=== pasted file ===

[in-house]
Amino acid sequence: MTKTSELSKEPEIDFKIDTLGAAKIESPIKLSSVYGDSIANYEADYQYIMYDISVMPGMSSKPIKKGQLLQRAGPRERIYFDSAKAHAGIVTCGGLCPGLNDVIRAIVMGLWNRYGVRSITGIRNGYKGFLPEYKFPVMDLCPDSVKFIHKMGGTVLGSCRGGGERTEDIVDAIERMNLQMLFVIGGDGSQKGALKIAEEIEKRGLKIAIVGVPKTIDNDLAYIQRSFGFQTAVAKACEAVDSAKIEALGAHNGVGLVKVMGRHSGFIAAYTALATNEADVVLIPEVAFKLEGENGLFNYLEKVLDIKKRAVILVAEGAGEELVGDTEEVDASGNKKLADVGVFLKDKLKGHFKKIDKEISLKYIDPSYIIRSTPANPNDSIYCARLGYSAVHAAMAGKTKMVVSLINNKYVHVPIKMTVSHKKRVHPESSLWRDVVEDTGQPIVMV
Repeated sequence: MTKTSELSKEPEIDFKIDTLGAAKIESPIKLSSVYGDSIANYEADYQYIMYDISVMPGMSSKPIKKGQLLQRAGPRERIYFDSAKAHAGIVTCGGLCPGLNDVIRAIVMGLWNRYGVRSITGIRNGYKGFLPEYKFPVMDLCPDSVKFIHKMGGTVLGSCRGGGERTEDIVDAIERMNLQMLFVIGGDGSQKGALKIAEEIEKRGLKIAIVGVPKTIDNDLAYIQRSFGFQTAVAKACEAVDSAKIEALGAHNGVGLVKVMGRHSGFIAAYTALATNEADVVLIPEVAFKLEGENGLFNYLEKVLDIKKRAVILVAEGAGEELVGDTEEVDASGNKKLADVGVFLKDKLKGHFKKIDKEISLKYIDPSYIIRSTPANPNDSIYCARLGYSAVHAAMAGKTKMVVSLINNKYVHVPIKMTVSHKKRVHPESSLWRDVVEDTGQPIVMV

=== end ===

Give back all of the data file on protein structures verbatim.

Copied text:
[in-house]
Amino acid sequence: MTKTSELSKEPEIDFKIDTLGAAKIESPIKLSSVYGDSIANYEADYQYIMYDISVMPGMSSKPIKKGQLLQRAGPRERIYFDSAKAHAGIVTCGGLCPGLNDVIRAIVMGLWNRYGVRSITGIRNGYKGFLPEYKFPVMDLCPDSVKFIHKMGGTVLGSCRGGGERTEDIVDAIERMNLQMLFVIGGDGSQKGALKIAEEIEKRGLKIAIVGVPKTIDNDLAYIQRSFGFQTAVAKACEAVDSAKIEALGAHNGVGLVKVMGRHSGFIAAYTALATNEADVVLIPEVAFKLEGENGLFNYLEKVLDIKKRAVILVAEGAGEELVGDTEEVDASGNKKLADVGVFLKDKLKGHFKKIDKEISLKYIDPSYIIRSTPANPNDSIYCARLGYSAVHAAMAGKTKMVVSLINNKYVHVPIKMTVSHKKRVHPESSLWRDVVEDTGQPIVMV
Repeated sequence: MTKTSELSKEPEIDFKIDTLGAAKIESPIKLSSVYGDSIANYEADYQYIMYDISVMPGMSSKPIKKGQLLQRAGPRERIYFDSAKAHAGIVTCGGLCPGLNDVIRAIVMGLWNRYGVRSITGIRNGYKGFLPEYKFPVMDLCPDSVKFIHKMGGTVLGSCRGGGERTEDIVDAIERMNLQMLFVIGGDGSQKGALKIAEEIEKRGLKIAIVGVPKTIDNDLAYIQRSFGFQTAVAKACEAVDSAKIEALGAHNGVGLVKVMGRHSGFIAAYTALATNEADVVLIPEVAFKLEGENGLFNYLEKVLDIKKRAVILVAEGAGEELVGDTEEVDASGNKKLADVGVFLKDKLKGHFKKIDKEISLKYIDPSYIIRSTPANPNDSIYCARLGYSAVHAAMAGKTKMVVSLINNKYVHVPIKMTVSHKKRVHPESSLWRDVVEDTGQPIVMV